This seems like a pretty straightforward question, but there are some interesting issues that come up in making a response.
The USGS operates and maintains a nationwide streamgaging network of about 7,000 gages.
USGS real-time streamflow data typically are recorded at 15- to 60-minute intervals, stored onsite, and then transmitted to USGS offices every 1 to 4 hours, depending on the data relay technique used.
No one knows for sure what would happen if the snow and ice in the polar regions all melted. Sea level would rise, which would flood coastal regions. Climate would be affected worldwide.
Occasionally, a piece of equipment may malfunction or there may be physical problems at a station. USGS tries to correct a station or equipment problem within several days of its first occurrence, and is generally successful in meeting this goal.
The beginning of a drought is difficult to determine. Several weeks, months, or even years may pass before people know that a drought is occurring. The end of a drought can occur as gradually as it began. Dry periods can last for 10 years or more.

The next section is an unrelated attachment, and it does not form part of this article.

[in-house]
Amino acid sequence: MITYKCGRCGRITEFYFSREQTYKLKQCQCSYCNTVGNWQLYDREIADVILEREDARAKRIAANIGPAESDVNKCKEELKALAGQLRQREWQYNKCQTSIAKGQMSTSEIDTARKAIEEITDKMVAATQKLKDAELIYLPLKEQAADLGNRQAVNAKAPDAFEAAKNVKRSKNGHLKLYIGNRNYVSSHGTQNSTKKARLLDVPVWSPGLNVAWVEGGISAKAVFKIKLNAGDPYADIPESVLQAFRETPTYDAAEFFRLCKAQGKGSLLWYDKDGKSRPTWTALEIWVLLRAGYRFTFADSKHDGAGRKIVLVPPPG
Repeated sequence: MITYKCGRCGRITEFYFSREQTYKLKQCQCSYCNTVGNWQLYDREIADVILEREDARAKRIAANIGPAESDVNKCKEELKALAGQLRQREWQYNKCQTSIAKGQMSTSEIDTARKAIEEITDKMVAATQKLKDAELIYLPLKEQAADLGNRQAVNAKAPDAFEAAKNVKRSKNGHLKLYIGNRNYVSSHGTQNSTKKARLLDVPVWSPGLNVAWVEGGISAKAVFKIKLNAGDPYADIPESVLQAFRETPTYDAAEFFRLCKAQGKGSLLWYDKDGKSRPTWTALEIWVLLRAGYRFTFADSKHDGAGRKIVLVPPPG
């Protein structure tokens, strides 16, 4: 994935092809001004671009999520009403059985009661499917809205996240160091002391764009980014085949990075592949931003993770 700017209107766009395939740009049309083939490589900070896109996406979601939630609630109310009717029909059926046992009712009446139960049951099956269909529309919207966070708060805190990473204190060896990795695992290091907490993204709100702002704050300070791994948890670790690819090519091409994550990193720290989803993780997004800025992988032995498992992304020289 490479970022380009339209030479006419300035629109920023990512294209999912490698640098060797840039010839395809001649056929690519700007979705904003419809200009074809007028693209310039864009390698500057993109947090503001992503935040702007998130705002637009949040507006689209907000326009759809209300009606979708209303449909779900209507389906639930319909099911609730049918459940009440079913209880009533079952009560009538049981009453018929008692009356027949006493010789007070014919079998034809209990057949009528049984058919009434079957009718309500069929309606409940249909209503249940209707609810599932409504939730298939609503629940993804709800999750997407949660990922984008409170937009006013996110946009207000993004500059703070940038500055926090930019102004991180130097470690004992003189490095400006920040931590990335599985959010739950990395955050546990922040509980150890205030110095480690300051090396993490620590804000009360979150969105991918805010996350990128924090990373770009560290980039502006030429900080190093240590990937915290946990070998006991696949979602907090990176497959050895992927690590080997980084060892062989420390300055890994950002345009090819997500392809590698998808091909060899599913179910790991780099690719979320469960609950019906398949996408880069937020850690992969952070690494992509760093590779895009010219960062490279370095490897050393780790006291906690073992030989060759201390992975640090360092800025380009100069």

Go to the current water resources conditions site at WaterWatch for a map of real-time streamflow in the United States for the day of the year.
For streamflow records to reflect variations in climate there needs to be an absence of any other major causes that would radically alter streamflow patterns during that time.
Six criteria by which station records were examined for suitability for inclusion in the Hydro-Climatic Data Network (HCDN) were defined as follows:
There may be occasional equipment or database problems where erroneous data are reported for short periods of time until corrections can be made.